David Taylor: The point is that local authorities should operate on the same level playing field as housing associations. If they have demonstrated a capacity, a track record and the experience to manage properly decent housing stock within their area, why are they not
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able to access the funding that is routinely and automatically given to housing associations if a stock transfer has occurred? That cannot be justifiable, either politically or financially.

John Healey: In the current circumstances, we are ready to rethink, and to reinforce the role of local authorities in the provision of housing and in support for people who need some help to stay in their homes. My hon. Friend will have seen some evidence of that in the housing support package we announced several weeks ago.

My hon. Friend has also challenged me to demonstrate how central Government show their respect for the importance of local government. I simply say to him that there have been 11 successive years of above-inflation increases in Government grant to local councils. He, more than anyone, will recognise what a sea change that was after 1997, when the previous three years had seen a year-on-year real-terms cut in central Government funding for local government.

The job is not done, which is why this year an extra £2.7 billion is going into local government. Next year there will be an extra £3 billion, and the year after that a further £3.15 billion on top. That means that every council in every part of the country will get an increase in its core grant from the Government in each of the next three years.

This is not just about the amount of investment that we have made in local government. We have also put in place the first ever three-year funding settlement, so local authorities now have greater certainty and greater flexibility to make long-term plans and investments. Neither is it just about the three-year certainty of the core grant. Alongside that, last November and this February I was able to confirm 61 specific grants from seven different Departments, also for the three years of the current spending review period. Local authorities now get 43 grants paid in a single sum each month through the new area-based grant, with no strings attached to how they spend it.

On top of that, ring-fenced restrictions on the spending of an extra £5 billion over the three years are being removed, giving local government more money and, crucially, more flexibility to make the decisions that are necessary and right for a particular area. We have also reduced the staggering 1,000 or so performance indicators required of local government to just under 200.

On the other hand, we can examine the recent period and say that local government has responded with its own achievements. It has responded on service standards, with the Audit Commission showing four out of five authorities now rated good or excellent and three out of four improving well or strongly. Of course, for the second year running none is in the lowest performance category. It has responded on setting this year’s budgets, with the average council tax rise at 4 per cent., the second lowest since the tax was introduced 15 years ago. It has responded also on council tax collection rates, which are up for the eighth year in a row.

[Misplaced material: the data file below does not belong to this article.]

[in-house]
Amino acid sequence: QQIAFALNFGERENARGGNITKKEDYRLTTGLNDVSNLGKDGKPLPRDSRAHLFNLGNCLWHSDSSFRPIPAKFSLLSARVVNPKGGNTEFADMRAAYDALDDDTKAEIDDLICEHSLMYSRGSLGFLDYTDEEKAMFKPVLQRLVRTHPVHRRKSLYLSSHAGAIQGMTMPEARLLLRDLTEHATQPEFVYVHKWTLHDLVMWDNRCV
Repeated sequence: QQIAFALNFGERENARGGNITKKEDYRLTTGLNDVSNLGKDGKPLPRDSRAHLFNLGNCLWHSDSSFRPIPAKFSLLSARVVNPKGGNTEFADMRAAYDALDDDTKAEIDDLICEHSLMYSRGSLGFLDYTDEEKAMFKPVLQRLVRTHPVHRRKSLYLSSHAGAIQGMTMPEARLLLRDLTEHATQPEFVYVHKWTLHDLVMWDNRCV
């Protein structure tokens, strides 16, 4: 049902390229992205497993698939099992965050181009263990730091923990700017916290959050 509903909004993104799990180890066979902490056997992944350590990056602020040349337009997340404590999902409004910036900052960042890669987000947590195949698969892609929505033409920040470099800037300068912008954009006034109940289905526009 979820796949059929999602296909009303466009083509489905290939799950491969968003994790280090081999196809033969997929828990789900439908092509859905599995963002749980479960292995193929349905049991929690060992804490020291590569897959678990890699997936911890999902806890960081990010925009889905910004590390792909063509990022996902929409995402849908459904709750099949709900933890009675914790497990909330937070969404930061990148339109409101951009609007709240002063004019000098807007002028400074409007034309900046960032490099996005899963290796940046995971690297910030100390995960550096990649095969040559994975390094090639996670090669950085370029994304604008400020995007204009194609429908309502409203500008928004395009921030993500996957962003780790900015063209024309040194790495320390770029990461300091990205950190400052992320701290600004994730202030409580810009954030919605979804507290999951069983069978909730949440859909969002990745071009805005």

Finally, local government is making the running on efficiency. I was able to announce last month that the local government efficiency gains from the 2004 spending review period totalled £4.3 billion. Three quarters of that saving has directly released cash for reallocation to
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local priorities or to help to hold down council tax. That has been good news for households feeling the bite of the credit crunch, and it is the equivalent of £193 off the average band D council tax bill.

Of course, local government can and must do more. Satisfaction with council services is decreasing despite a significant increase in service improvements across all local authorities. That is a performance paradox, but when satisfaction decreases it is important for local councils to deal with it.

Julia Goldsworthy: Does the Minister think that the reason for increasing dissatisfaction might be the lack of a clear link between what council tax payers pay and the proportion of their services that that money funds? Would it not be better to raise and spend more money locally than to continue to depend so much on central Government grants?

John Healey: No, I do not think that. That is an argument either for massively higher council tax—perhaps the hon. Lady is arguing for that—or, as a substitute, for a massive increase in income tax for many of those who work. She may or may not be advocating that, too. It is not quite clear what the Liberal party stands for in that regard at the moment.

The other area of concern is shown in the latest citizenship survey, which told us in December that fewer than half of people feel well informed by their council about the services in their area, and that although two in five feel that they can influence decisions in their local area, the majority still do not. Just as politics does not end with politicians, so local government cannot stop in the town hall or the county hall. In times of uncertainty, democracy, at all levels, is more important than ever. People need to know that they can have a say in their circumstances and they need to know where their money is being spent on their priorities. Our White Paper “Communities in control” aims to pass more power into the hands of local people and local communities.

Local government is important, more so than is properly recognised in a British parliamentary and political system that is traditionally very centralised. It is my long-held belief that local government is the point at which people can best connect with politics, that local democracy is central to strong communities and that local involvement with and trust in people is how we make public services respond best to people’s needs. Local government can do more, and our Department’s job is to see that it does.

4.31 pm